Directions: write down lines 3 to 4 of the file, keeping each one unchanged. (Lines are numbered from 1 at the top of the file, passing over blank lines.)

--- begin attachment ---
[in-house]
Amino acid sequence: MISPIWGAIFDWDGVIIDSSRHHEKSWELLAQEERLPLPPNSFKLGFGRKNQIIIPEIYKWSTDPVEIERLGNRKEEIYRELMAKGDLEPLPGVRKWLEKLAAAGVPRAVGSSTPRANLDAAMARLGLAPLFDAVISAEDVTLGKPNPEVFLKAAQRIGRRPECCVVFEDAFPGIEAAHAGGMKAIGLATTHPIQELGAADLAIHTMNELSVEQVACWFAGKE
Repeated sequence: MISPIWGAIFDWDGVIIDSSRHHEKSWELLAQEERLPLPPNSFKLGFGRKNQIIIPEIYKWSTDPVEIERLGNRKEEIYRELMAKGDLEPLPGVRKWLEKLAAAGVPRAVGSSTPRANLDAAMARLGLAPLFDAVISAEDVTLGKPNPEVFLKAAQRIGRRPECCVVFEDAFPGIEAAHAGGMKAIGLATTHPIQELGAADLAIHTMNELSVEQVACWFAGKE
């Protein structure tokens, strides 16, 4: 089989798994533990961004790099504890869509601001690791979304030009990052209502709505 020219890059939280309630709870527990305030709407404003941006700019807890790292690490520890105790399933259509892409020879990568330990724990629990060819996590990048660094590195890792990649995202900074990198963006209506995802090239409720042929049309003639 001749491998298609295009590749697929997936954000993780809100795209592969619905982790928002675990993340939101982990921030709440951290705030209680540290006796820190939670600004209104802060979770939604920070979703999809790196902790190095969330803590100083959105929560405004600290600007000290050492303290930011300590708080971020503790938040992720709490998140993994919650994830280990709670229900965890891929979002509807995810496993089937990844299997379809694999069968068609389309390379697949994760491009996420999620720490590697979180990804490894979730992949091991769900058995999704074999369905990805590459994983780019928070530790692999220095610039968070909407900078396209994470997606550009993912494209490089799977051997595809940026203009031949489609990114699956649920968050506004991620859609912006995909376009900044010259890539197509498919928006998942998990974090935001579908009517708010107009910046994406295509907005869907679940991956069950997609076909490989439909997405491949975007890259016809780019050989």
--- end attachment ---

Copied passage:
Repeated sequence: MISPIWGAIFDWDGVIIDSSRHHEKSWELLAQEERLPLPPNSFKLGFGRKNQIIIPEIYKWSTDPVEIERLGNRKEEIYRELMAKGDLEPLPGVRKWLEKLAAAGVPRAVGSSTPRANLDAAMARLGLAPLFDAVISAEDVTLGKPNPEVFLKAAQRIGRRPECCVVFEDAFPGIEAAHAGGMKAIGLATTHPIQELGAADLAIHTMNELSVEQVACWFAGKE
């Protein structure tokens, strides 16, 4: 089989798994533990961004790099504890869509601001690791979304030009990052209502709505 020219890059939280309630709870527990305030709407404003941006700019807890790292690490520890105790399933259509892409020879990568330990724990629990060819996590990048660094590195890792990649995202900074990198963006209506995802090239409720042929049309003639 001749491998298609295009590749697929997936954000993780809100795209592969619905982790928002675990993340939101982990921030709440951290705030209680540290006796820190939670600004209104802060979770939604920070979703999809790196902790190095969330803590100083959105929560405004600290600007000290050492303290930011300590708080971020503790938040992720709490998140993994919650994830280990709670229900965890891929979002509807995810496993089937990844299997379809694999069968068609389309390379697949994760491009996420999620720490590697979180990804490894979730992949091991769900058995999704074999369905990805590459994983780019928070530790692999220095610039968070909407900078396209994470997606550009993912494209490089799977051997595809940026203009031949489609990114699956649920968050506004991620859609912006995909376009900044010259890539197509498919928006998942998990974090935001579908009517708010107009910046994406295509907005869907679940991956069950997609076909490989439909997405491949975007890259016809780019050989």